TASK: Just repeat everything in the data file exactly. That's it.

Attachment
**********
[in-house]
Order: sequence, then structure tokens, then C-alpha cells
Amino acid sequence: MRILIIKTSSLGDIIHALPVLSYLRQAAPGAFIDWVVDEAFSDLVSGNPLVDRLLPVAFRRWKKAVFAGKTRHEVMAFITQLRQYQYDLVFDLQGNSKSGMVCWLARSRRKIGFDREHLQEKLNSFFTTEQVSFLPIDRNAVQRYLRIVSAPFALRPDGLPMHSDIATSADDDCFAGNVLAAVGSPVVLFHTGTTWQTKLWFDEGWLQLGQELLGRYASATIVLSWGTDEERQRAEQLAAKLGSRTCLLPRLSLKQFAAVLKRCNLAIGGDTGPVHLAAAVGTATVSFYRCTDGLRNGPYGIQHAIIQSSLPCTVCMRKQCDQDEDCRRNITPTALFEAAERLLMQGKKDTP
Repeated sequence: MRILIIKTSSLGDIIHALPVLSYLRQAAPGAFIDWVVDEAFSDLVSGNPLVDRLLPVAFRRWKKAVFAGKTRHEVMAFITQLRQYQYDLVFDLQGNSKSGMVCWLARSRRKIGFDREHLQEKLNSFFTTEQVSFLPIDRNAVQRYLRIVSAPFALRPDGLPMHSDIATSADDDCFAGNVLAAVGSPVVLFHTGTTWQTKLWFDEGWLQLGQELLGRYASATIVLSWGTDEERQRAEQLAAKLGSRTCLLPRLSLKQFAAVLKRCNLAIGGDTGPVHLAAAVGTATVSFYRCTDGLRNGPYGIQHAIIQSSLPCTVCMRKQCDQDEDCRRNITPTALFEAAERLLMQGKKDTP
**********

[in-house]
Order: sequence, then structure tokens, then C-alpha cells
Amino acid sequence: MRILIIKTSSLGDIIHALPVLSYLRQAAPGAFIDWVVDEAFSDLVSGNPLVDRLLPVAFRRWKKAVFAGKTRHEVMAFITQLRQYQYDLVFDLQGNSKSGMVCWLARSRRKIGFDREHLQEKLNSFFTTEQVSFLPIDRNAVQRYLRIVSAPFALRPDGLPMHSDIATSADDDCFAGNVLAAVGSPVVLFHTGTTWQTKLWFDEGWLQLGQELLGRYASATIVLSWGTDEERQRAEQLAAKLGSRTCLLPRLSLKQFAAVLKRCNLAIGGDTGPVHLAAAVGTATVSFYRCTDGLRNGPYGIQHAIIQSSLPCTVCMRKQCDQDEDCRRNITPTALFEAAERLLMQGKKDTP
Repeated sequence: MRILIIKTSSLGDIIHALPVLSYLRQAAPGAFIDWVVDEAFSDLVSGNPLVDRLLPVAFRRWKKAVFAGKTRHEVMAFITQLRQYQYDLVFDLQGNSKSGMVCWLARSRRKIGFDREHLQEKLNSFFTTEQVSFLPIDRNAVQRYLRIVSAPFALRPDGLPMHSDIATSADDDCFAGNVLAAVGSPVVLFHTGTTWQTKLWFDEGWLQLGQELLGRYASATIVLSWGTDEERQRAEQLAAKLGSRTCLLPRLSLKQFAAVLKRCNLAIGGDTGPVHLAAAVGTATVSFYRCTDGLRNGPYGIQHAIIQSSLPCTVCMRKQCDQDEDCRRNITPTALFEAAERLLMQGKKDTP